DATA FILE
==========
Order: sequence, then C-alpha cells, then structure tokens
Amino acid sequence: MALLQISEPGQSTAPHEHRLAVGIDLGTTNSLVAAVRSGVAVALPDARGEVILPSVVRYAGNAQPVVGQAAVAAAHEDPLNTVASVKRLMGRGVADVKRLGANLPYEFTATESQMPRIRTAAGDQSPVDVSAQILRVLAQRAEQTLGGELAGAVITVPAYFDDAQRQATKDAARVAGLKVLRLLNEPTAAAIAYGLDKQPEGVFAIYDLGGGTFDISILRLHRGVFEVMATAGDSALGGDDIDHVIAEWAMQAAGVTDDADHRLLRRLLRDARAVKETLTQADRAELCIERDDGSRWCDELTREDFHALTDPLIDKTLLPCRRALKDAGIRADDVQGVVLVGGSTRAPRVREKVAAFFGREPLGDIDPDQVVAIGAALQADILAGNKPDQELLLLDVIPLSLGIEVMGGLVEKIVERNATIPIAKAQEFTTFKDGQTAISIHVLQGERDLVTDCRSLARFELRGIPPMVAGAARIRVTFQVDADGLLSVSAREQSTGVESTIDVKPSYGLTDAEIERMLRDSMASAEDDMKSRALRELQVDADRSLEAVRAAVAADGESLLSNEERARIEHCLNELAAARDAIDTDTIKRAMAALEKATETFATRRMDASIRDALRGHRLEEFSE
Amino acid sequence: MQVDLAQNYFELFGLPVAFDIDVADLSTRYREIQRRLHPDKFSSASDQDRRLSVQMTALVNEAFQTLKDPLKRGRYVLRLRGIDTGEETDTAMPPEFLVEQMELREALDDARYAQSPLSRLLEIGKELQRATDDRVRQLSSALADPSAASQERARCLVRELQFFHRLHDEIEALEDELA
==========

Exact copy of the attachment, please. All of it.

Order: sequence, then C-alpha cells, then structure tokens
Amino acid sequence: MALLQISEPGQSTAPHEHRLAVGIDLGTTNSLVAAVRSGVAVALPDARGEVILPSVVRYAGNAQPVVGQAAVAAAHEDPLNTVASVKRLMGRGVADVKRLGANLPYEFTATESQMPRIRTAAGDQSPVDVSAQILRVLAQRAEQTLGGELAGAVITVPAYFDDAQRQATKDAARVAGLKVLRLLNEPTAAAIAYGLDKQPEGVFAIYDLGGGTFDISILRLHRGVFEVMATAGDSALGGDDIDHVIAEWAMQAAGVTDDADHRLLRRLLRDARAVKETLTQADRAELCIERDDGSRWCDELTREDFHALTDPLIDKTLLPCRRALKDAGIRADDVQGVVLVGGSTRAPRVREKVAAFFGREPLGDIDPDQVVAIGAALQADILAGNKPDQELLLLDVIPLSLGIEVMGGLVEKIVERNATIPIAKAQEFTTFKDGQTAISIHVLQGERDLVTDCRSLARFELRGIPPMVAGAARIRVTFQVDADGLLSVSAREQSTGVESTIDVKPSYGLTDAEIERMLRDSMASAEDDMKSRALRELQVDADRSLEAVRAAVAADGESLLSNEERARIEHCLNELAAARDAIDTDTIKRAMAALEKATETFATRRMDASIRDALRGHRLEEFSE
Amino acid sequence: MQVDLAQNYFELFGLPVAFDIDVADLSTRYREIQRRLHPDKFSSASDQDRRLSVQMTALVNEAFQTLKDPLKRGRYVLRLRGIDTGEETDTAMPPEFLVEQMELREALDDARYAQSPLSRLLEIGKELQRATDDRVRQLSSALADPSAASQERARCLVRELQFFHRLHDEIEALEDELA